Required. Within 30 days after the change of a notary’s residence, business, or mailing address, the notary must file with the Secretary of State a signed notice of the change, giving both old and new addresses on their prescribed form along with a filing fee of $20. If the notary moves to a new county, the notary must obtain a new seal or stamp showing the new county of residence. Click here
to download the change of address form.
Required. Within 30 days after the change of a notary’s name by court order or marriage, the notary shall send to the Secretary of State a signed notice of the change, giving both former and new names, along with a copy of any official authorization for such a change and a filing fee of $20. A notary with a new name shall continue to use the former name in performing notarial acts until the preceding steps have been completed, at which point the notary shall use the new name, obtain a new seal, and a new bond. Click here
to download the name change form.
Required. A notary who resigns his or her commission shall notify the Secretary of State by a signed notice indicating the effective date of resignation on a prescribed form. Notaries who cease to reside in or to maintain a regular place of work or business in Mississippi, or becomes permanently unable to perform their notarial duties, shall resign their notary commissions. Within 30 days after the effective date of resignation, notaries must send to the Circuit Clerk of the County where they reside their notarial journals. If a notary dies during the term of commission, the notary’s personal representative shall notify the Secretary of State of the death in writing, and the representative shall destroy or deface all notary seals. Within six months after the notary’s death, the representative shall also send the notary’s journal(s) to the Circuit Clerk of the County of residence. Click here
to download the Notary Resignation or Death form.
A notary public may not:
- Perform acts that constitute the practice of law
- Use the phrase “notario” or “notario publico” to advertise notary services
- Advertise as an immigration consultant, immigration paralegal, or expert on immigration matters unless the notary public is an accredited representative of an organization recognized by the board of immigration appeals pursuant to federal law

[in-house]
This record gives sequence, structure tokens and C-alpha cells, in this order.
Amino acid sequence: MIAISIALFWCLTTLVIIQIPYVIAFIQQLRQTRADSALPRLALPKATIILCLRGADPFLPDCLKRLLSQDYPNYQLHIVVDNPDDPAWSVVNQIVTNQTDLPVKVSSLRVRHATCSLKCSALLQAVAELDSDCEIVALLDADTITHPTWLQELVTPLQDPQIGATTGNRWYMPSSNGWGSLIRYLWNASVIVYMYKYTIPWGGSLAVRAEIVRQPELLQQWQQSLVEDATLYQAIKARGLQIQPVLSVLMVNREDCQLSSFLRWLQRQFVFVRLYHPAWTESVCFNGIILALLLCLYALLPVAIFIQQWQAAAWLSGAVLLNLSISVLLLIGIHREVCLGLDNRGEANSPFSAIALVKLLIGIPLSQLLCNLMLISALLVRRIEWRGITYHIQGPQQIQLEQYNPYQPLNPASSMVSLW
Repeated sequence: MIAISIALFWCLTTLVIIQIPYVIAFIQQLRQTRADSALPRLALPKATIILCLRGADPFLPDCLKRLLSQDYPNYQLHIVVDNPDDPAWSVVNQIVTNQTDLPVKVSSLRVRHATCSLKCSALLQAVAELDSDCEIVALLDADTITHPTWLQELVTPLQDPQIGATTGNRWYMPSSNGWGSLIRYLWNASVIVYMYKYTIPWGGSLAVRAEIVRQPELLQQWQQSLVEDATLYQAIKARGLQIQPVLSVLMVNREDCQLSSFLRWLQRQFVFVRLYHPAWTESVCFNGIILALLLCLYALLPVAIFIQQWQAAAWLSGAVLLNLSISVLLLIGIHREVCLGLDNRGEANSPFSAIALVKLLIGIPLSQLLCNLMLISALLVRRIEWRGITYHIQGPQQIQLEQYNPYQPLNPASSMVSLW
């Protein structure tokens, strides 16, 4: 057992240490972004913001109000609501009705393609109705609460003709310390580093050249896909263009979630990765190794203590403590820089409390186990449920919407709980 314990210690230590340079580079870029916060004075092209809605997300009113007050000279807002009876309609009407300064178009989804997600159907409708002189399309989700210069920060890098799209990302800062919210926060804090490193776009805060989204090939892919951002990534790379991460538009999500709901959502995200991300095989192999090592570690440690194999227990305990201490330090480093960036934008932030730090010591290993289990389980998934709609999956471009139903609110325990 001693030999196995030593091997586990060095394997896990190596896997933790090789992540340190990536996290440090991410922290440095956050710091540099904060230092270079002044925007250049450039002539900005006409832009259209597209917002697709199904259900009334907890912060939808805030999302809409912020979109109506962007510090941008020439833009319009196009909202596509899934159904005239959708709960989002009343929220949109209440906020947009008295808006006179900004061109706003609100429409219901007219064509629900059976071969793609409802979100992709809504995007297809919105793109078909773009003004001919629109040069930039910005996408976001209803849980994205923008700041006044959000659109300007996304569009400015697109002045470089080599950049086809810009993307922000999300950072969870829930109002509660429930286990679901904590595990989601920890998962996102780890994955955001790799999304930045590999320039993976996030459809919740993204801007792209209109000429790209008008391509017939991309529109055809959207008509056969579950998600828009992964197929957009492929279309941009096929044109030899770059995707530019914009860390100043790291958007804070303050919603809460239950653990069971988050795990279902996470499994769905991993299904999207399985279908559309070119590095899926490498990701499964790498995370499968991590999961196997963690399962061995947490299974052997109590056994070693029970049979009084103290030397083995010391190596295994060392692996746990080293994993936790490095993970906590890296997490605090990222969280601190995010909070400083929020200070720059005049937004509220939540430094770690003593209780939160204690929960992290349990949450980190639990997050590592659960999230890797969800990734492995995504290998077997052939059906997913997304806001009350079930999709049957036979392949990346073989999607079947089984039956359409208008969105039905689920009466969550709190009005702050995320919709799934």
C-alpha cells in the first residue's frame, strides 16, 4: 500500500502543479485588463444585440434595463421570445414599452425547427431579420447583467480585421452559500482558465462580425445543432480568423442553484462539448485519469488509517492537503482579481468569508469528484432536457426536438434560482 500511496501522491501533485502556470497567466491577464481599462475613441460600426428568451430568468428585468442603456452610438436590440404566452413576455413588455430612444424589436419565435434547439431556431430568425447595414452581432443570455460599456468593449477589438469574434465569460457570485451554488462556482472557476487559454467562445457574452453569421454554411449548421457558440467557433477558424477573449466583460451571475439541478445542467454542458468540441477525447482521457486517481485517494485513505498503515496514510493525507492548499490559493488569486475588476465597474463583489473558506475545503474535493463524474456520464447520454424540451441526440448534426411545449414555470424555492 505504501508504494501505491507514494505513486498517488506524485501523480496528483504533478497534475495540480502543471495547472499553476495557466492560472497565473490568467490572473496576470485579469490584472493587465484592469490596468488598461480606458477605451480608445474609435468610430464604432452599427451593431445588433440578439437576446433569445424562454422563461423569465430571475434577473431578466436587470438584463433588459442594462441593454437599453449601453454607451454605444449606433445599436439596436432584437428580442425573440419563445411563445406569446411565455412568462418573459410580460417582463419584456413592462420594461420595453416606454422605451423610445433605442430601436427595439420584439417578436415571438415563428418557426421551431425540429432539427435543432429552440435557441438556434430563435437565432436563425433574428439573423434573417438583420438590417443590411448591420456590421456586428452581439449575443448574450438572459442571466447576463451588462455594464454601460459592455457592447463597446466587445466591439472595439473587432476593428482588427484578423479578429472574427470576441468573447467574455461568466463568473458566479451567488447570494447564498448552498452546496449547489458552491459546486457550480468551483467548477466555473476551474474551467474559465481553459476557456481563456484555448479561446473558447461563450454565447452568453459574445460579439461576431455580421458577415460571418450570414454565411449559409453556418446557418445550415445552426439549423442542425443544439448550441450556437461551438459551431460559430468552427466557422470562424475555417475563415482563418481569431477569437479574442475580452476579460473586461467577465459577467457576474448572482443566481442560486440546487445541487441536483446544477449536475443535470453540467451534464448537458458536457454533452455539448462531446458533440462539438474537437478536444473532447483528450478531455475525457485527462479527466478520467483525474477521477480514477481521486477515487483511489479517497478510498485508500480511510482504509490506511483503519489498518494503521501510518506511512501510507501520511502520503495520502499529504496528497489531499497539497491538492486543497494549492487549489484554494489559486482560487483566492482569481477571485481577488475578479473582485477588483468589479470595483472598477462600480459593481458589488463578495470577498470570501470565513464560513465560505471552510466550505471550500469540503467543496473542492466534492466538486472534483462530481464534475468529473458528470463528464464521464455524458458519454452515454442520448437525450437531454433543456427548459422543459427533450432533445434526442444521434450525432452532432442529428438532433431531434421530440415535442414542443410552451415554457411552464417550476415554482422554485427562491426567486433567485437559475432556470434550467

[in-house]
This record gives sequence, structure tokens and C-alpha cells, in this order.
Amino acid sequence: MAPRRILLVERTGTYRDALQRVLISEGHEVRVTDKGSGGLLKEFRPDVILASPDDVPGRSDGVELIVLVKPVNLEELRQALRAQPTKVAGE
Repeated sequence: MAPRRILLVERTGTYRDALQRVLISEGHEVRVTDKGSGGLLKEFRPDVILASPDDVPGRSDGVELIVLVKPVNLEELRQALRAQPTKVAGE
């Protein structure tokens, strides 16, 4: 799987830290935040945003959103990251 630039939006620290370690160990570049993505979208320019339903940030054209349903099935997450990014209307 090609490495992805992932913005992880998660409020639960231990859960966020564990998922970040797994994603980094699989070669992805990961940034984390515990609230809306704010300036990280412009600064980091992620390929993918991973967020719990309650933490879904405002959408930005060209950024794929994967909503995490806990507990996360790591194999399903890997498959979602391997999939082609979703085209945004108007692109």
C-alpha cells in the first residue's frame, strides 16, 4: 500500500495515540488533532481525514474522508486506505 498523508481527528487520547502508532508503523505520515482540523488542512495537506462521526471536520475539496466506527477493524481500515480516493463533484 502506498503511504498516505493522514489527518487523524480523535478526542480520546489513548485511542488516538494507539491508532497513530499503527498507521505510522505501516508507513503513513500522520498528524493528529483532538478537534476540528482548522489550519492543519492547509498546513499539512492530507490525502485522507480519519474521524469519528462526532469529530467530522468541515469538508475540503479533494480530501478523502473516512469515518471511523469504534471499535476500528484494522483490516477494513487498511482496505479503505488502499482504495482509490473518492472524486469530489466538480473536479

- Notarize a document without the signer being in the notary’s presence
- Notarize the signature of a signer if the identity has not been established by satisfactory evidence
- Notarize for a signer who does not understand the nature and effect of the document
- Notarize for a signer who is not acting of his or her own will
- Notarize a document that does not contain a notarial certificate
- Provide or send a signed or sealed notarial certificate to another person with the understanding that it will be completed or attached to a document outside the presence of the notary
- Notarize a document to which he or she is a party or in which he or she is named
- Notarize a document from which he will receive a direct or indirect commission, fee, advantage, right, title, interest, cash, property, or other consideration exceeding in value the fees specified by notary laws
- Notarize his or her own signature
- Notarize a document that contains blanks or is incomplete
- Draft, edit, or amend a certificate where the document presented does not contain an acceptable certificate
- Execute a certificate that contains information known to the notary to be false
- Affix an official signature or seal on a certificate that is incomplete
- Certify or authenticate a photograph
- Notarize for a spouse, relatives, or other persons residing in the same household
- Influence a person either to enter into or avoid a transaction involving a notarial act by the notary
- Sign a notarial certificate under any other name than the one under which he or she was commissioned
- Perform a notarial act with the intent to deceive or defraud
- Certify or authenticate a copy of any official government document
- Use the official notary title or seal to endorse, promote, denounce, or oppose any product, service, contest, candidate, or other offering
- Perform a notarial act that is going to be used for an unlawful or improper purpose
Notaries public who commit official misconduct may be subject to criminal liability, which may include the revocation of their notary public commissions.
to view your state's notarial certificates.